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PT07 Chemical and Biological Analysis of Endocrine Disrupting Compounds
(PT109) Detecting endocrine disruption in the gastropod, Marisa cornuarietis - critical baseline information on life-cycle traits.
Forbes, V1, Pounds, N2, Warbritton, R3, Staples, C4, Caspers, N5, 1 Roskilde University, Roskilde, Denmark2 Brixham Environmental Laboratory, Brixham, UK3 ABC Laboratories, Inc., Columbia, MO, USA4 Assessment Technologies, Inc., Frederiksberg, VA, USA5 Bayer AG, Leverkusen, Germany
ABSTRACT- Recent work on the subtropical ampullarid snail Marisa cornuarietis has claimed to demonstrate endocrine disruption in response to exposure to various substances with endocrine activity. This snail is not a standard test species, there are no test guidelines for its use in toxicity testing, and there is little known about the relationship between culture conditions and its life cycle. Previous work with other species has shown the crucial importance of understanding and standardizing culture conditions in order that exposure and effect results can be interpreted appropriately. This study was therefore designed to characterize the key husbandry requirements of a field-collected population of Marisa cornuarietis reared under laboratory conditions, to derive baseline information on its life-cycle traits (i.e., survival, reproduction, development), and to quantify sources of intra- and inter-laboratory variability in the life-cycle variables. Initial results indicate that, once the minimum requirements (i.e., of photoperiod, water hardness, Ca, pH, adequate food quantity), of the species have been met, variability in food quality, water quality (esp. ammonium concentration), and temperature can have an important influence on snail performance. Initial results indicate that fecundity appears to be highly variable both within- and among- individual female snails, and this will have important implications for the future design of test systems to detect endocrine disruption in this species.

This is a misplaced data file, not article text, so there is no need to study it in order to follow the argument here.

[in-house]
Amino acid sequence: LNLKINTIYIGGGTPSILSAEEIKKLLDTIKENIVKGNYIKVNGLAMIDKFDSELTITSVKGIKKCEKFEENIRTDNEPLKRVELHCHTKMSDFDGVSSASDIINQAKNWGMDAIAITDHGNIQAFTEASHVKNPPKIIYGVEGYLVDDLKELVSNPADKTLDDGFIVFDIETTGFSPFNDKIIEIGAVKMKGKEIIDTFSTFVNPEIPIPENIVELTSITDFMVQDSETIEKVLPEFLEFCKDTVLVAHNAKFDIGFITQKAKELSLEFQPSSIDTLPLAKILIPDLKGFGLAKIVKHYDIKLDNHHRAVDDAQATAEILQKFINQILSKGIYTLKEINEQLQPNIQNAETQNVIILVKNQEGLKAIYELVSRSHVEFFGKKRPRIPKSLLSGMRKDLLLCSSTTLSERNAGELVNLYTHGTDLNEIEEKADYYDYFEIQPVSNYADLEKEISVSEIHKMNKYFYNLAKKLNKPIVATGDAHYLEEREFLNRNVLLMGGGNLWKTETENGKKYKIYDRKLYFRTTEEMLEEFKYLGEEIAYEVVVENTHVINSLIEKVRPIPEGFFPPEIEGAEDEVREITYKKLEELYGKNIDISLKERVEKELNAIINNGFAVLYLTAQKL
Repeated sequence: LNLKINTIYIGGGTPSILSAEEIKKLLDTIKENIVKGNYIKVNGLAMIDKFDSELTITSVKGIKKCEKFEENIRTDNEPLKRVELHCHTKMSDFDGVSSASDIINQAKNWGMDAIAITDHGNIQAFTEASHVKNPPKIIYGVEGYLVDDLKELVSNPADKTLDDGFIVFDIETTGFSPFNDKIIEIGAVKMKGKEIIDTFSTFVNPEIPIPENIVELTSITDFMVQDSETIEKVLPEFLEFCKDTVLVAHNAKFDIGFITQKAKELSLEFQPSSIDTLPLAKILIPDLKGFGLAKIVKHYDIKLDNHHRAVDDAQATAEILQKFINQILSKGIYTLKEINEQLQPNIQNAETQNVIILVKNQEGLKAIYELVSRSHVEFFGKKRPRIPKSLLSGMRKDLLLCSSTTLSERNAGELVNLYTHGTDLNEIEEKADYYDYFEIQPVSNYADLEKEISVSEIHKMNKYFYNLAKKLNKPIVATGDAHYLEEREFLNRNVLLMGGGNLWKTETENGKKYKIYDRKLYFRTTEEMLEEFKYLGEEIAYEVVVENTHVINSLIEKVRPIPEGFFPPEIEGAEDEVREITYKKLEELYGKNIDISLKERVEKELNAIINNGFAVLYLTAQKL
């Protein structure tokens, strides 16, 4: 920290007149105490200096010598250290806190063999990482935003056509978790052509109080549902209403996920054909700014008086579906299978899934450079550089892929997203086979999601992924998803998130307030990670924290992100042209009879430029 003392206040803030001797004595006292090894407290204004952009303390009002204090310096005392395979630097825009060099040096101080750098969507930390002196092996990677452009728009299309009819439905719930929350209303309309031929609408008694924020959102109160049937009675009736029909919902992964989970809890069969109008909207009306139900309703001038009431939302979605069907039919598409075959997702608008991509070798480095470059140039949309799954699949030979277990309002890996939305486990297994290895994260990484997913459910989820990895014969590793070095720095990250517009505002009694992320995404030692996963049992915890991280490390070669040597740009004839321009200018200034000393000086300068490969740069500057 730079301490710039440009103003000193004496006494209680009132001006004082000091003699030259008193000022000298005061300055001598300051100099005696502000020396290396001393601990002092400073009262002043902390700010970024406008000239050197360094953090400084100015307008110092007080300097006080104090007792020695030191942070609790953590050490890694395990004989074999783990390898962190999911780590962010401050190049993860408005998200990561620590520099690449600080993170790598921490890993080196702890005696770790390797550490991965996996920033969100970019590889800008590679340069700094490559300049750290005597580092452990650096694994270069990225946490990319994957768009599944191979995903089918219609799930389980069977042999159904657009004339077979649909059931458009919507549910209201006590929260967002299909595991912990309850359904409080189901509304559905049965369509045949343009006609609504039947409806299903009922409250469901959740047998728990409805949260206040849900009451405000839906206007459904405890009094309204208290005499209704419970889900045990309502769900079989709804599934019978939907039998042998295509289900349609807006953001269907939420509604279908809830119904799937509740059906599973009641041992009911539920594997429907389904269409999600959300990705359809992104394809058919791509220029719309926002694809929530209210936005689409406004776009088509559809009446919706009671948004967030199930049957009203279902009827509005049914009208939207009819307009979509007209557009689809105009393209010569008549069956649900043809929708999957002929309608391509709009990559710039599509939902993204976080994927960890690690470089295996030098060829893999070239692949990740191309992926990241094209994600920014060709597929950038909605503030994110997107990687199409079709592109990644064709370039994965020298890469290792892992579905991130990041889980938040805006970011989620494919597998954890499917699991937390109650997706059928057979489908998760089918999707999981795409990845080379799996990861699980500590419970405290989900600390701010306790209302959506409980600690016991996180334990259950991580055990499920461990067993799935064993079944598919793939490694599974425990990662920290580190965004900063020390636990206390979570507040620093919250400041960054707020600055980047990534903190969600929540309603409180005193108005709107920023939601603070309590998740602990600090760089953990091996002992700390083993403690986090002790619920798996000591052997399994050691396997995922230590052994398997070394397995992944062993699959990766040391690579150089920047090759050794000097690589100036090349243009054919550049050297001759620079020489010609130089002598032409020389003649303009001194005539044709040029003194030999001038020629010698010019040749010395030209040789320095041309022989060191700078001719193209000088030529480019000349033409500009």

Key words: gastropods, endocrine disruption, life-cycle traits
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